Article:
All in all, it's a good place to find the hottest V-Ray materials, as well as useful tutorials that will further deepen your V-Ray knowledge.

V-Ray Maya Materials

Maya is probably the most popular modeler for industrial designers and animators so naturally, if you're a Maya user, this is a perfect place to find the necessary V-Ray materials but most importantly, the best V-Ray materials.

With all the latest materials and textures at your disposal and a huge database with the highest quality V-Ray materials on display, this should be your number one option when you need the highest quality V-Ray materials on a daily basis.

Aside from a few other similar libraries, there's nothing quite like V-Ray Maya Materials, so if you're an industrial designer or an animator who prefers using the V-Ray engine, this is definitely the greatest source of the best V-Ray materials you can find on the net.

No matter what you use, a texture, material or a shader, with all these materials at your disposal, you'll be able to use your V-Ray like a real rendering professional. The satisfaction of your clients is what determines your success so work only with the best.

The New 3ds Max 2019 - What's New What's Old Let's Explore

There is a new version 3ds Max (almost) every year and this year is no different. Apart from fixing all sorts of bugs, the new version has some cool new features. Let's check them out.

Every new version of each Autodesk's software has some advanced and new features. Autodesk is traditionally publishing new software versions since the first Autodesk 3ds Max 8, published in 2008. Every update of the existing version has improved features in accordance with market and user demands as the primary goal. As designers from various creative fields are using 3D max for 3D modeling and rendering, the desire to advance all functions still exists.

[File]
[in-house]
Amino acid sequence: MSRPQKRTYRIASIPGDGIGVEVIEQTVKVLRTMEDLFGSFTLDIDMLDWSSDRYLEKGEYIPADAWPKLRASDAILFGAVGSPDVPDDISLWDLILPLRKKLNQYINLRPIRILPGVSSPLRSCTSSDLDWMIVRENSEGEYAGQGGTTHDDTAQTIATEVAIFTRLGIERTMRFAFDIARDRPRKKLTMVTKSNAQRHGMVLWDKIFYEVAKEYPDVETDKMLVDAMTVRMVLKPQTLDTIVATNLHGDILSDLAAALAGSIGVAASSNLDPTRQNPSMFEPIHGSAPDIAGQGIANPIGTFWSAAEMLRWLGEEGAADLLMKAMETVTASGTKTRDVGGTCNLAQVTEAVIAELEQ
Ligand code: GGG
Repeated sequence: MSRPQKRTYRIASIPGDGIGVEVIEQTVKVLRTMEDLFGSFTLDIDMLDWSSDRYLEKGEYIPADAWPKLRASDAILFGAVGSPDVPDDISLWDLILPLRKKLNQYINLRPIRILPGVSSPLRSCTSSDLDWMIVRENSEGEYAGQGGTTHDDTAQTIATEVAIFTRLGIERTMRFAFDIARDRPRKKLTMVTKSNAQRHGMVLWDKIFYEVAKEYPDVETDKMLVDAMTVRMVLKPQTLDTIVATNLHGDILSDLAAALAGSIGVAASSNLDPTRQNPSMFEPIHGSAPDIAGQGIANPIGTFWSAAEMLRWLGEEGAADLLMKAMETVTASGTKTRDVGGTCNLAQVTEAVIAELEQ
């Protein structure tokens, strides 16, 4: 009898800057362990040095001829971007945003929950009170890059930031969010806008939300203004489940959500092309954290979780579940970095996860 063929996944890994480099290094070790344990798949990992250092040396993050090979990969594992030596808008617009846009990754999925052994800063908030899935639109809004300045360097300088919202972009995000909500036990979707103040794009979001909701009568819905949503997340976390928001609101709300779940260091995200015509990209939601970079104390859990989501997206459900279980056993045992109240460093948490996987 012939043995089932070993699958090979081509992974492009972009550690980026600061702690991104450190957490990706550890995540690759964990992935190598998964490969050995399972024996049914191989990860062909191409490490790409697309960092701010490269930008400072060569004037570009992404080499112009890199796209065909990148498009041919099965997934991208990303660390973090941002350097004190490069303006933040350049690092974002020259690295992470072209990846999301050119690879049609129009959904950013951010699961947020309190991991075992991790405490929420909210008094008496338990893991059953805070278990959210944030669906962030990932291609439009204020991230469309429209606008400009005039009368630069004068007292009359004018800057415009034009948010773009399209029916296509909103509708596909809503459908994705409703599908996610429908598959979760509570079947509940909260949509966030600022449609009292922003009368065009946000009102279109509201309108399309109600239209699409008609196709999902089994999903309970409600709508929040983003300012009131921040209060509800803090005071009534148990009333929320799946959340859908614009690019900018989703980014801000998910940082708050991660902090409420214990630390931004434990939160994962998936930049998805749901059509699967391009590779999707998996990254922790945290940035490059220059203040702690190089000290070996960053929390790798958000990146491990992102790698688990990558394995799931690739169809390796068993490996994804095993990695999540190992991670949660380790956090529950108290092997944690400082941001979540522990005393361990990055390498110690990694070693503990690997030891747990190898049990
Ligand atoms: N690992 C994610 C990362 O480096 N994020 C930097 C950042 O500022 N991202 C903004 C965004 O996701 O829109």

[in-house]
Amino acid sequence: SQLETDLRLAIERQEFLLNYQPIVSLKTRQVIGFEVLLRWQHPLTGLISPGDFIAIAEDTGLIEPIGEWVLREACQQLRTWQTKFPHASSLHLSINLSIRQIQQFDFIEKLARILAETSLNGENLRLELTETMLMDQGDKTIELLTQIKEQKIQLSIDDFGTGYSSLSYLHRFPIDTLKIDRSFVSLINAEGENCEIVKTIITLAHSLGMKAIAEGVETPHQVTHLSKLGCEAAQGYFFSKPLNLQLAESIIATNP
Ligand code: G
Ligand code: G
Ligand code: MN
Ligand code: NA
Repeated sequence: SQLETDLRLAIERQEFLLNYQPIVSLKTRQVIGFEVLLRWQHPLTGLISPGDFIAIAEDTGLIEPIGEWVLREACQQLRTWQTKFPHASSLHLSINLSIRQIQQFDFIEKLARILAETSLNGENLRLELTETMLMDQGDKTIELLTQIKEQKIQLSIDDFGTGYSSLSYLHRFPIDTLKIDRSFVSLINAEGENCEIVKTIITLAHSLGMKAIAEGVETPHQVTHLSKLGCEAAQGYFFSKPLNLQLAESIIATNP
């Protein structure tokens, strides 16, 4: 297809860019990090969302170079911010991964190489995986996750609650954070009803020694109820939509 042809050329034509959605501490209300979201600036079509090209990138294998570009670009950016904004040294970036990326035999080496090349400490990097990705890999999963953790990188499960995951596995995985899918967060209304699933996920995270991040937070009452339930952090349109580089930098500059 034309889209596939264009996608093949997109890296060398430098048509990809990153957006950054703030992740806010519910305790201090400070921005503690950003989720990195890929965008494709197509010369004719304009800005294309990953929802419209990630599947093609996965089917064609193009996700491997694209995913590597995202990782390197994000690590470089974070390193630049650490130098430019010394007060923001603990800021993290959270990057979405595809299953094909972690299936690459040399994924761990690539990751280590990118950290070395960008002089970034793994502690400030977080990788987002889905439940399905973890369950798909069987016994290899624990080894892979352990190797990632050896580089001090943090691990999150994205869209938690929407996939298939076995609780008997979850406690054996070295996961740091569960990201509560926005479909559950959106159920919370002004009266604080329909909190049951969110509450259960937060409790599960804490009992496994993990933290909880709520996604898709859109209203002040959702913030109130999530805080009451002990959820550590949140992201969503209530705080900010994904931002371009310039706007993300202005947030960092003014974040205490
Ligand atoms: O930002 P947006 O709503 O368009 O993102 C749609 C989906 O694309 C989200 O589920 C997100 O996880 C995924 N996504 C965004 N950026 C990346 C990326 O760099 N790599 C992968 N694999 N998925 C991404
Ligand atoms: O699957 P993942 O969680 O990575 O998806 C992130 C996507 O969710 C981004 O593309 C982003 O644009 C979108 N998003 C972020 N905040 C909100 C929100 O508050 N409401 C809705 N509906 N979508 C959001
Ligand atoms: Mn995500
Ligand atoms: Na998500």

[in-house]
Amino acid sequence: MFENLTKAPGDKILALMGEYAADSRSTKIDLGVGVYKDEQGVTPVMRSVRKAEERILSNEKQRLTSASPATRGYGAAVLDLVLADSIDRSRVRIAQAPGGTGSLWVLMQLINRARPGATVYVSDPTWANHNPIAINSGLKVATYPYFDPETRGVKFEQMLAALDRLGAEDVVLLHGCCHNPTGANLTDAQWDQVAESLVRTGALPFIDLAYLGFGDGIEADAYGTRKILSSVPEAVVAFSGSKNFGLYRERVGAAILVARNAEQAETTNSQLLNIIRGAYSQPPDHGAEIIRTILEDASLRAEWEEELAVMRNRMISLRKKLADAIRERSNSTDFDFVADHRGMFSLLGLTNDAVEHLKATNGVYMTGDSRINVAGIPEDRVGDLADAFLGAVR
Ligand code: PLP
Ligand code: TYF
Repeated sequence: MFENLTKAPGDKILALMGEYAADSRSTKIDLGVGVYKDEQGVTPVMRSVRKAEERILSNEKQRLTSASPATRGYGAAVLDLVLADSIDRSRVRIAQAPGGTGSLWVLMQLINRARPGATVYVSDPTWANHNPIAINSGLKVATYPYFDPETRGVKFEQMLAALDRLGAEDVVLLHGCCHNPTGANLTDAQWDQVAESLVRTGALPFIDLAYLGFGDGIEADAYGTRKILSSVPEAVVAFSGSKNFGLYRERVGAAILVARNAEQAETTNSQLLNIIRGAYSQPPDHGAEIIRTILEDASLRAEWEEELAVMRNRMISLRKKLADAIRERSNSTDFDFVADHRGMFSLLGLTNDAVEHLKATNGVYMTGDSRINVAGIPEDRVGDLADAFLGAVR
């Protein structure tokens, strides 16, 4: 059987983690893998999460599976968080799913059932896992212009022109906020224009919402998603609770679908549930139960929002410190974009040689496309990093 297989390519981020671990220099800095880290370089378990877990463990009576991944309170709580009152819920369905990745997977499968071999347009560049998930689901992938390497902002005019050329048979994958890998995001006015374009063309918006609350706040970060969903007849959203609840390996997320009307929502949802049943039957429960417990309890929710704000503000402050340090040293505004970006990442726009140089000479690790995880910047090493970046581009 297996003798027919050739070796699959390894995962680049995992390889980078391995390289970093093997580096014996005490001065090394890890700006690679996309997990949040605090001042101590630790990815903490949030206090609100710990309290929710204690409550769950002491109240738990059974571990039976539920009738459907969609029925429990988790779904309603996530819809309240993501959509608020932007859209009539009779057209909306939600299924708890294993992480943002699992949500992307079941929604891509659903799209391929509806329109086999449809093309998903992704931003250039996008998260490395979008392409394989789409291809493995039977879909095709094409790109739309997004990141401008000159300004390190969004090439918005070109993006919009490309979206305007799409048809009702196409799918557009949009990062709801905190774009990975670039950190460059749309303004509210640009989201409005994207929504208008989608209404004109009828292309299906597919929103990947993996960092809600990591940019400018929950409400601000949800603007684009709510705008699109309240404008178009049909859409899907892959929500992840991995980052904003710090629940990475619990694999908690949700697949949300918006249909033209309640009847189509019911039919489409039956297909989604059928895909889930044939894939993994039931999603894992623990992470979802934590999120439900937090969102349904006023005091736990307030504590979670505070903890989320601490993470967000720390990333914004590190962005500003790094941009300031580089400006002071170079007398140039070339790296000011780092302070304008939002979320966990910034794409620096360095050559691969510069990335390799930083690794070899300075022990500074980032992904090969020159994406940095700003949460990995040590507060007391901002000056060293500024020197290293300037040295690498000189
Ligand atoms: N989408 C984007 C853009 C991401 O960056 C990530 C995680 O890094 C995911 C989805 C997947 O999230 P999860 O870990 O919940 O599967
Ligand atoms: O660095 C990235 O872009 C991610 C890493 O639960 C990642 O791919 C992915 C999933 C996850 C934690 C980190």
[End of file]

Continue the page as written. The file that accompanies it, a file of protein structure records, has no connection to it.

This year, the situation isn't different, so we will investigate all the innovations and compare the latest version of 3ds Max 2019 with the earlier version.


Considering 3D animation, everything is still the same. Features like Motion Paths, Camera Sequencer, Dual Quaternion skinning, Populate enhancements, Populate crowd animation, Character animation and rigging tools, General animation tools, Animated deformers, Track View retiming, Text tool (enhanced), Geodesic Voxel and Heatmap skinning, Max Creation Graph animation controllers, Animation productivity are the same as in earlier version. Looks like animators must wait for some improvements until next year.


Options, tools and features like Data Channel Modifier, Blended Box Map, OpenSubdiv support, Enhanced ShaderFX, ShaderFX, Point cloud support, Placement tools, Quad chamfer, Mesh and surface modeling, Texture assignment and editing, Shading and material design, Vector map support, Text and shape map, Fast form hard surfaces, UV mapping, Object tool improvements are still the same, but the latest version of 3ds Max has some new features in this section.

New features:

● Open Shading Language (OSL) support:

Open shading language (OSL) allows you to use a new OSL map, which is an entirely new category of various OSL maps with over 100 included shaders. Another advantage of this new feature is that you can create your OSL maps using development tools.

● Parametric spline shape Booleans:

This tool is beneficial because, now, you can use Shape Booleans for combining both closed and open splines.

● Procedural wood texture:

Procedural wood material added from Fusion 360 includes various types of wood (cherry, maple, pine, oak, ash, walnut, and mahogany) and you can adjust the finish coat to be glossy, semi-glossy, or even painted. Pores, ring thickness, and bump also can be adjusted, which additionally helps you achieve more realistic renders.


Considering 3D rendering, no options have been removed, and only one new option is added. Interactive VR engine, Interactive sample VR templates, Arnold, Rendering support, 3ds Max Batch, Physical camera, Iray and mental ray enhancements, Accelerated viewport performance, Enhanced Active Shade rendering, Stereo Camera, Integrated rendering options, Render pass system, Active Shade interactive rendering, Nitrous accelerated graphics core, DX11 viewport rendering, Slate compositing editor, and ART are existing options that were enjoyed by 3ds max 2018 users.

New feature:

● 3ds Max Interactive scene layout in VR

Now, using VR in 3ds Max Interactive, you can use integrated tools for scene editing, and see updates in real time.

Enhanced features:

● 3ds Max Interactive

With the HTC Vive or Oculus Rift headset, you can edit a level in VR. You also must have controllers delivered with the headset, and then you can move around the scene you created, and you can select, delete, or move objects in the level.

● Arnold for 3ds Max

For enabling you access to the latest Arnold's features, 3ds Max has a new integrated plugin - MAXtoA.

● Physical Camera